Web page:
"Shake the ingredients together and pour over ice — or not — and serve with lime and salt on the rim," Espinoza said. "With the salt on the rim of the glass, each sip is different. If you sip a lot of salt, you get one sensation; less, you get another. You pick up the strength of the tequila. Sweet, tart and salty —it's the perfect combination."
FUN FACTS ABOUT MARGARITAS
Kick back, grab the salt and limes, and enjoy a frosty drink while reading these facts about your favorite cocktail.
- ITS ORIGINS ARE MURKY
No one is quite sure who invented the margarita, but there are a lot of theories. The most widely spread rumor is that an American socialite named Margarita Sames created the drink for her friends in 1948. One of her party guests was Tommy Hilton, who added the drink to the bar menu at his hotels. This is probably not true, though: The first importer of Jose Cuervo used the tagline "Margarita: it's more than a girl's name" in 1945 — three years before Sames debuted her drink. The very first print mention we can find of the drink (but not the name) comes from the 1937 book Caf Royal Cocktail Book by William Tarling. The drink had a similar recipe but was called Picador (a type of bullfighter).
- FROZEN, PLEASE
The origins of the cocktail are unclear, but the origins of the frozen margarita machine are pretty straightforward: Mariano Martinez invented the frozen margarita machine in the early '70s. The 26-year-old Dallas restaurateur was having trouble creating the frozen drink for customers; bartenders complained they took too long, and customers thought they melted too quickly. After seeing a Slurpee machine in a 7-Eleven, Martinez was struck with inspiration. He transformed a soft-serve ice cream machine into one that pumped out frosty margaritas.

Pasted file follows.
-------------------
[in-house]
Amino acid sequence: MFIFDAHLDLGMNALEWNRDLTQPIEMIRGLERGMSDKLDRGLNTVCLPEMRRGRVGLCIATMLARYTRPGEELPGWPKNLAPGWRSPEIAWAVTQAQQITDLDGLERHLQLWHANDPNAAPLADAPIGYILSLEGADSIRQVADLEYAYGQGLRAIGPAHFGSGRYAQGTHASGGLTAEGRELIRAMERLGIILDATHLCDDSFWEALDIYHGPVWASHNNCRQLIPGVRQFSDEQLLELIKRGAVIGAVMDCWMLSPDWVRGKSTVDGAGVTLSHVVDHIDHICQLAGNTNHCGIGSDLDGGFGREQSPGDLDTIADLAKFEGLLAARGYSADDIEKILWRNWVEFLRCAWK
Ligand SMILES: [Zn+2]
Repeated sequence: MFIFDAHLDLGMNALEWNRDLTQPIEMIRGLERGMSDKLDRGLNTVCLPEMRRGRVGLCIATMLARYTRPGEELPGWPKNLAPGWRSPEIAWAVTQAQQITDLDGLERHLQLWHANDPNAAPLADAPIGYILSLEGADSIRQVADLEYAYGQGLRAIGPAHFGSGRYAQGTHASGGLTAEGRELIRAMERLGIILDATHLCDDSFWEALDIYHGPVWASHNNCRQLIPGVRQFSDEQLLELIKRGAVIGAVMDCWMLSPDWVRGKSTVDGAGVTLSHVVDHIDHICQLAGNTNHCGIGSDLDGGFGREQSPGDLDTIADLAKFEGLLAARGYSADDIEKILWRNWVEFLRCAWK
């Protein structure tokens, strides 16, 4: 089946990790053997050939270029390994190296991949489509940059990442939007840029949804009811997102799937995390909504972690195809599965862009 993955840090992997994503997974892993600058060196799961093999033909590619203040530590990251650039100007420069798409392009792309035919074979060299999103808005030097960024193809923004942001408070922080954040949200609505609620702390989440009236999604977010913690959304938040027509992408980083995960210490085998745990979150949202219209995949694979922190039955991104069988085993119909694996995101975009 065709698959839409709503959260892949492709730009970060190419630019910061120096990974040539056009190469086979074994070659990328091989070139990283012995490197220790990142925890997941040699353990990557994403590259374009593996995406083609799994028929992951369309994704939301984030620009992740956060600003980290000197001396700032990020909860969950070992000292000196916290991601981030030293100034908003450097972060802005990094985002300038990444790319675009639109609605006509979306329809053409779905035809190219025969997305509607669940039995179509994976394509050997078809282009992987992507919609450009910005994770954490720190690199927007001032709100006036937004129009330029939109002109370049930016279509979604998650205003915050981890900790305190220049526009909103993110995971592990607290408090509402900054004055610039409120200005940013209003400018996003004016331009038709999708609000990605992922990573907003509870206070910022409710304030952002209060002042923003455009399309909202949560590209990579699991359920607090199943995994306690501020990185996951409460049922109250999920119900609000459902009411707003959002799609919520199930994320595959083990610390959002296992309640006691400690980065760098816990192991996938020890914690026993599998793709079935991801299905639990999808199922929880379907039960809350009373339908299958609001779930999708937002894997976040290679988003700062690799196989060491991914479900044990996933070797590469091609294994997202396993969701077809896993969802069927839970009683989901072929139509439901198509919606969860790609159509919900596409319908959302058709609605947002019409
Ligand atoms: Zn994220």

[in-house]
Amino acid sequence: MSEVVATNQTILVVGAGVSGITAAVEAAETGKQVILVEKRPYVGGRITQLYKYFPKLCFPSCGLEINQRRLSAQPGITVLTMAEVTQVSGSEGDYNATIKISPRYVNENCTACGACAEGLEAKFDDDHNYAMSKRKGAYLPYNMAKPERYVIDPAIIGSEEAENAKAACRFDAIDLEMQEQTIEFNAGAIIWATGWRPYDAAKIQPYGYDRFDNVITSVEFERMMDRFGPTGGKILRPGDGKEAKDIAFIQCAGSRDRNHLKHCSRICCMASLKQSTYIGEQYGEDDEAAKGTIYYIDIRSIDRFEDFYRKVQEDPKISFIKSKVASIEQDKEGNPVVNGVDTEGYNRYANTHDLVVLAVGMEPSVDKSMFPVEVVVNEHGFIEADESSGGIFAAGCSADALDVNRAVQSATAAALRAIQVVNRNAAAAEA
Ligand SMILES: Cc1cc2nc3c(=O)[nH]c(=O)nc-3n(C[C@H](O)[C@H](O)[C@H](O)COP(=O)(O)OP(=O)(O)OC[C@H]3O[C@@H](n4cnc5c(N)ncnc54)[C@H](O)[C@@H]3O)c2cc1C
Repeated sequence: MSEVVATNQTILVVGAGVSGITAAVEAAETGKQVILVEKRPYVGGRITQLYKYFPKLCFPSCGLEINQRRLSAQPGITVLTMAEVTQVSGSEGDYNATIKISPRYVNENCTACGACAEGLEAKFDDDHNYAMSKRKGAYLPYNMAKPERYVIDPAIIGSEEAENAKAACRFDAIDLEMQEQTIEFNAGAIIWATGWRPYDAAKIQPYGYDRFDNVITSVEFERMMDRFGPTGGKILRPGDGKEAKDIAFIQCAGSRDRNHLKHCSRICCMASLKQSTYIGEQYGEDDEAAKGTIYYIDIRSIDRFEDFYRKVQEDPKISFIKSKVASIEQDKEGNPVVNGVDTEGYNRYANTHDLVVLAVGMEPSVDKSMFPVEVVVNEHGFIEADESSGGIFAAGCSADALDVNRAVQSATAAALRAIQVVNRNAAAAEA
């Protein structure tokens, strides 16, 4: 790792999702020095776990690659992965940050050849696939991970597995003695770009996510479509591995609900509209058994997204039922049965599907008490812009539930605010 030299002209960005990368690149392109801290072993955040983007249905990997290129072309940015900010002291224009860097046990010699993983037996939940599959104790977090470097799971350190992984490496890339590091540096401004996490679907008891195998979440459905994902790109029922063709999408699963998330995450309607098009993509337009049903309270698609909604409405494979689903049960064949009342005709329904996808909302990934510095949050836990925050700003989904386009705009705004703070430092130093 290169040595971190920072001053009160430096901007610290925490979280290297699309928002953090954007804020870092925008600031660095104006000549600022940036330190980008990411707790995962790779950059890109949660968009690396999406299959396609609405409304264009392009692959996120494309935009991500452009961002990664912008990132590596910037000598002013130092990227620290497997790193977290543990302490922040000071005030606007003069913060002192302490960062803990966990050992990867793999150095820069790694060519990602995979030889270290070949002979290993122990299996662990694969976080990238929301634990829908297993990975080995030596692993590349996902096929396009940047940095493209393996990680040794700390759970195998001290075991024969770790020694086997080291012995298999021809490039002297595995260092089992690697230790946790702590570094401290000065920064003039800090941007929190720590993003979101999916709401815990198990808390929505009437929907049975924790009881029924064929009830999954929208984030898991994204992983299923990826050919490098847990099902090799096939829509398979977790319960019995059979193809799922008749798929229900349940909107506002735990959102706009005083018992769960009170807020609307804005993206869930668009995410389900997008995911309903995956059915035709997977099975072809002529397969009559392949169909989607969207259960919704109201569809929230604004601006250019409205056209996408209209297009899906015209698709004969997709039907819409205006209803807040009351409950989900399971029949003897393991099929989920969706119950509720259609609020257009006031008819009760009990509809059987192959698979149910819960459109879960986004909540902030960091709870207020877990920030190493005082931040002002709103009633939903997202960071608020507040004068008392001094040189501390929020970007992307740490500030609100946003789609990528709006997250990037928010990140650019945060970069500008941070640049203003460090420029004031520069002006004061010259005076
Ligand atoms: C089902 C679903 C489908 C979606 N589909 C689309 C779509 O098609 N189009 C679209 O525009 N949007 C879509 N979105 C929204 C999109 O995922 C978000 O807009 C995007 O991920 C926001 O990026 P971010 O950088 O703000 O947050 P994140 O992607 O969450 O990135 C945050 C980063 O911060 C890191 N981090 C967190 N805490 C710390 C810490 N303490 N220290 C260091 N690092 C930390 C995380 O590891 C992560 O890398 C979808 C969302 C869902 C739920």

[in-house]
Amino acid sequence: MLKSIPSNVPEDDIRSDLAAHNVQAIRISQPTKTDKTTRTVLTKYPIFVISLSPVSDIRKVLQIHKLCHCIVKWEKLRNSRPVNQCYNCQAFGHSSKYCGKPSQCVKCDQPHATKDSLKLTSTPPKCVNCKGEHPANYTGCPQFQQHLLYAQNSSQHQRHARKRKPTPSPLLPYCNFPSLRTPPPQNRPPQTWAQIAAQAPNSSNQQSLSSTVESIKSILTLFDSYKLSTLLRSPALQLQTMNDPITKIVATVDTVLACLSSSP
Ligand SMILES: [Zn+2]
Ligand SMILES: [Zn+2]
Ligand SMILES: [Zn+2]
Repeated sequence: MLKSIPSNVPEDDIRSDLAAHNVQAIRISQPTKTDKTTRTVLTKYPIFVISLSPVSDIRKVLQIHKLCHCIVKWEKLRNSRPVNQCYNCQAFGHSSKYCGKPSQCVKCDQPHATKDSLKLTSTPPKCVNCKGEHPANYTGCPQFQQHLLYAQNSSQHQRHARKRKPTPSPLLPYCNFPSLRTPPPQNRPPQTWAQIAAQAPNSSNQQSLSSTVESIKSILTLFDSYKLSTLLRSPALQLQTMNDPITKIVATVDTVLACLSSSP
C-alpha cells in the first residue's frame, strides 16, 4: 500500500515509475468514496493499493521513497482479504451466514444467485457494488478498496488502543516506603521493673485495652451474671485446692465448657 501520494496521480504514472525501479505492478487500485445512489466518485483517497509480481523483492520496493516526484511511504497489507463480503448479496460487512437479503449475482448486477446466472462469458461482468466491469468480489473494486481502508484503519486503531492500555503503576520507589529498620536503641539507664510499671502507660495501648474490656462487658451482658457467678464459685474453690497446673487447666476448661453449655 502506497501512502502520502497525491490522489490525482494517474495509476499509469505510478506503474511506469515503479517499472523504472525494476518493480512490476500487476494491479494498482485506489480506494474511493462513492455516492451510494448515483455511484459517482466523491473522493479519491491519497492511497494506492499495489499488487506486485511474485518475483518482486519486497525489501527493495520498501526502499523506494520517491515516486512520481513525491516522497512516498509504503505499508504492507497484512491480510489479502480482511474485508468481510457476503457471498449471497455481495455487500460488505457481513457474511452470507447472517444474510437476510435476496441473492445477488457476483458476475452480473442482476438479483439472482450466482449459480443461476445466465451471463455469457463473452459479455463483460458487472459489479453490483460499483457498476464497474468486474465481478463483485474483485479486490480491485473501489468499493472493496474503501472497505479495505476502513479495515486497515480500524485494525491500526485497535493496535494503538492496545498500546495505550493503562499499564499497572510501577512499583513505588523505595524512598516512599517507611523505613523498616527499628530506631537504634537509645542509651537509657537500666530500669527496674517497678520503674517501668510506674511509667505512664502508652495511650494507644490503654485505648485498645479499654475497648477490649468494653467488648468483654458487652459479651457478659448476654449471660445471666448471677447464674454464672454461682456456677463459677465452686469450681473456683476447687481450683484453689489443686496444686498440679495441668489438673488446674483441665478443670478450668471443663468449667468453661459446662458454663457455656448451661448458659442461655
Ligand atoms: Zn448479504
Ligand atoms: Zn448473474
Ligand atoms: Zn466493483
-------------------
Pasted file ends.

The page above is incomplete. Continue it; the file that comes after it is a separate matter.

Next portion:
• SALT IS IMPORTANT
The salt is there to bring out the sweet and sour flavors of the drink; even just a pinch will help subdue the bitterness and enhance the important flavors. On top of this, salt intensifies the drinker's perception of the drink's aromas, making the flavors even more powerful.
• MARGARITAS ARE INCREDIBLY POPULAR
In fact, it was the most ordered mixed drink of 2008, according to the Cheers On-Premise Handbook. That year, Americans were consuming 185,000 margaritas per hour on average.
• A $1,200 DRINK
In 2013, 230 FIFTH Rooftop Bar & Penthouse Lounge in Manhattan baited partiers with a frozen margarita that used some incredibly high-end ingredients — the tequila alone cost $1800 a bottle. Even the ice was made from $450 bottles of Lois Roederer Cristal Champagne. The final product was poured into a Ralph Lauren hand-blown Hungarian crystal glass that can be taken home afterward. The decadent drink was for a good cause though — half the money was donated to a charity of the drinker's choice.
TYPES OF TEQUILA
Tequila must be produced only in Mexico in the region of Tequila and has to conform to the strict rules of the Mexican government.
Tequila is produced in two general categories and four different types: The two categories are defined by the percentage of juice coming from the blue agave :
• Tequila 100% agave — It needs to be made from 100 percent blue agave and bottled in the Mexican distillery. It could be "Blanco, Reposado or Anejo".
• Tequila — It has to be made from at least 51 percent blue agave juice. It could be bulk exported and bottled in other countries that follow the Norma Oficial Mexicana (Official Mexican Standard). It could be Blanco, Reposado or Anejo.